Learn how to fill forests with food by viewing agriculture from a remarkably different perspective: that a healthy forest can be maintained while growing a wide range of food, medicinal, and other non-timber products.
The practices of forestry and farming are often seen as mutually exclusive, because in the modern world, agriculture involves open fields, straight rows, and machinery to grow crops, while forests are reserved primarily for timber and firewood harvesting.
In Farming the Woods, authors Ken Mudge and Steve Gabriel demonstrate that it doesn’t have to be an either-or scenario, but a complementary one; forest farms can be most productive in places where the plow is not: on steep slopes and in shallow soils. Forest farming is an invaluable practice to integrate into any farm or homestead, especially as the need for unique value-added products and supplemental income becomes increasingly important for farmers.
Many of the daily indulgences we take for granted (such as coffee, chocolate, and many tropical fruits) all originate in forest ecosystems. But few know that such abundance is also available in the cool temperate forests of North America.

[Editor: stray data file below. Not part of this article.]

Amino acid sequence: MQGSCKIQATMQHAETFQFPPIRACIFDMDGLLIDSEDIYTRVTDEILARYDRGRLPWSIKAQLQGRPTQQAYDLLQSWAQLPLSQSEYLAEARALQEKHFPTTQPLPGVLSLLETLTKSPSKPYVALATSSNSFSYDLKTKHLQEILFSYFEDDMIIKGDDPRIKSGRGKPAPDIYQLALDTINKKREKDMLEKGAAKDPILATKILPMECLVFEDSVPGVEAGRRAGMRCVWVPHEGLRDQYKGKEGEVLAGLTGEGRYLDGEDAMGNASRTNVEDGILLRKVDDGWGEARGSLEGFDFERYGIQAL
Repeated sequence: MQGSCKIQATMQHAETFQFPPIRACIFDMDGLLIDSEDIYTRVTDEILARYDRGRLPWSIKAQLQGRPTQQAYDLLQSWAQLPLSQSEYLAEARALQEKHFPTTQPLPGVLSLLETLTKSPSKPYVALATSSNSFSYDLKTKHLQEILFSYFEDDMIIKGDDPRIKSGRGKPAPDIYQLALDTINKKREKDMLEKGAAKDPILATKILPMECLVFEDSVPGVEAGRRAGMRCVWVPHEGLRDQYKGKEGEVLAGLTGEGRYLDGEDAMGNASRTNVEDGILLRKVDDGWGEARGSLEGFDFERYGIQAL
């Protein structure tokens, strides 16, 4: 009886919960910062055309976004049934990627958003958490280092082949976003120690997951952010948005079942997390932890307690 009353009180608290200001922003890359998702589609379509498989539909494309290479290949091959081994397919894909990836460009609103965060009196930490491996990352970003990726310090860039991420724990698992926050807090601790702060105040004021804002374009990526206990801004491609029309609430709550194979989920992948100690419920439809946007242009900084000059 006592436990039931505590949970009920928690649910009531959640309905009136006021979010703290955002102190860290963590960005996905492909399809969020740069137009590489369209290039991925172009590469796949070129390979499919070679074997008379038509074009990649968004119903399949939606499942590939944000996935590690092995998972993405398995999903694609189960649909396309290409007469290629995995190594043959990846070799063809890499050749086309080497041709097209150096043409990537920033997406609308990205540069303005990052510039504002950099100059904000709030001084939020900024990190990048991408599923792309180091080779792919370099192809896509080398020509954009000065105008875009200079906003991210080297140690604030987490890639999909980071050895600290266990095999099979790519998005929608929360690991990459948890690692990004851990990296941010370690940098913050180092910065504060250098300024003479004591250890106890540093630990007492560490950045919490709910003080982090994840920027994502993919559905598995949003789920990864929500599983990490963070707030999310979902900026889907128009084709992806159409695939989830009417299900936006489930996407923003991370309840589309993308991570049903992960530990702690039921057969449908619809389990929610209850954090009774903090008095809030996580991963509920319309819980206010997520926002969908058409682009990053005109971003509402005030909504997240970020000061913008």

Farming the Woods covers in detail how to cultivate, harvest, and market high-value non-timber forest crops such as American ginseng, shiitake mushrooms, ramps (wild leeks), maple syrup, fruit and nut trees, ornamentals, and more. Along with profiles of forest farmers from around the country, readers are also provided comprehensive information on:
- historical perspectives of forest farming
- mimicking the forest in a changing climate
- cultivation of medicinal crops
- cultivation of food crops
- creating a forest nursery
- harvesting and utilizing wood products
- the role of animals in the forest farm
- how to design your forest farm and manage it once it’s established
Farming the Woods is an essential book for farmers and gardeners who have access to an established woodland, are looking for productive ways to manage it, and are interested in incorporating aspects of agroforestry, permaculture, forest gardening, and sustainable woodlot management into the concept of a whole-farm organism.